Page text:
Are you beginning to see the problem?
Fact #1 and Fact #2 seem to be contradicted by Fact #3 and y Fact #4.
What has happened to Israel’s glorious kingdom? What has happened to all of the promises which God has given to the Jews? God’s program for the present (the church) involves primarily the Gentiles and not the Jews. Why is this so? Has God cast away His people (Compare Ro 11:1)? Is God all through with the nation Israel? Does the nation have any future in God's program at all?
Put yourself in the shoes of a first century Jew. The gospel that Paul preached was either true or false. Jesus Christ, whom Paul preached, was either the true Messiah or He was not. Thus we have two alternatives:
(1) The gospel that Paul preached is not true, and hence Jesus Christ is not the true Messiah and we must still await the coming of the true Messiah. If this is so, then the reason the Kingdom has not yet come is because the true Messiah has not yet come.
(2) The gospel Paul preached is true and hence Jesus Christ is indeed the true Messiah.
If this is so, then why is there no kingdom? Why do the Jewish people continue to suffer in this world? Why aren’t the Old Testament kingdom promises being fulfilled? Has God cast away His people?
GOD HAS GIVEN TO US
ROMANS 9-11 TO ANSWER THESE QUESTIONS.
These issues are very relevant to our day as well. There are numerous professing Christians today, especially those under the influence of Reformed/Covenant Theology, who deny that the nation Israel has any hope of a future kingdom on earth under their Messiah as predicted in hundreds of Old Testament prophecies. Some teach that the CHURCH has inherited the promises that were made to ISRAEL. Others teach that the kingdom is here and now and that Christ is spiritually reigning in the hearts of His believers. Even though there is a sense in which this is true, it still does not solve the problem of hundreds of specific kingdom promises and predictions which have not yet been fulfilled. Did God really mean what He said about the kingdom and the coming Messiah or not? Romans chapters 9-11 are thus vitally important chapters in rightly understanding the place of Israel in God's program.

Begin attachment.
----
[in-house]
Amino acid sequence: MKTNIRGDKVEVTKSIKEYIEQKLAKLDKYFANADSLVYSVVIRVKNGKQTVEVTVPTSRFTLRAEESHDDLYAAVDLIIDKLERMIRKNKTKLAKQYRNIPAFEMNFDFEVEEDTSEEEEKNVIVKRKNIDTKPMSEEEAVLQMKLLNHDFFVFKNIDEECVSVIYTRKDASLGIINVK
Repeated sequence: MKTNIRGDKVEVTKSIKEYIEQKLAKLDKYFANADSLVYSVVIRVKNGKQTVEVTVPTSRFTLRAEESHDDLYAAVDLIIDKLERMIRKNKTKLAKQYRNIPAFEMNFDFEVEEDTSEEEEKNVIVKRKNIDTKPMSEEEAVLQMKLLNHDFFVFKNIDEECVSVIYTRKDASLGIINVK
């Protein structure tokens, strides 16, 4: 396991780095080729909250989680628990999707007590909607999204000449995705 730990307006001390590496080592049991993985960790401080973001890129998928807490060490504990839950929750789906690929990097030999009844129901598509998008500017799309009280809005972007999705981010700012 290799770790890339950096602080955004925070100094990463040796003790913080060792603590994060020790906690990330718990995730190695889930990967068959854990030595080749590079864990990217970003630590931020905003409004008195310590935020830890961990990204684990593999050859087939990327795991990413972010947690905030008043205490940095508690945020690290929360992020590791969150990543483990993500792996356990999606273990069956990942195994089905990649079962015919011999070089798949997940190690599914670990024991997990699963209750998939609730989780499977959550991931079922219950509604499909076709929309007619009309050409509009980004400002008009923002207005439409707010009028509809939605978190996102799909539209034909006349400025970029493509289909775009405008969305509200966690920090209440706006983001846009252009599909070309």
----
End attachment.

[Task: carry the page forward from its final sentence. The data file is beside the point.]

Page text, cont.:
What is God doing with the nation Israel? The answer is basically twofold:
God has a wonderful plan and purpose for the Jew TODAY, but this plan and purpose cannot be realized until the Jewish person believes on the Lord Jesus Christ. See Romans 10:9, 10, 11, 12, 13; 11:1, 2, 3, 4, 5.
God has a wonderful plan and purpose for the Jew TOMORROW, but this plan and purpose cannot be realized until the true Messiah of the Jews comes to this earth a second time. See Romans 11:25, 26, 27, 28. Israel’s present unbelief and rejection of the gospel will not keep God from fulfilling any of His kingdom promises to this nation (Ro 11:28).
It should be noted that this present church age (which has lasted about 2000 years) was not revealed in the Old Testament. The Old Testament Jew looked ahead into the distant future and saw a mountain peak which was the coming of the Messiah and the great kingdom age. He did not realize that what he was seeing was actually two mountain peaks with a valley in between: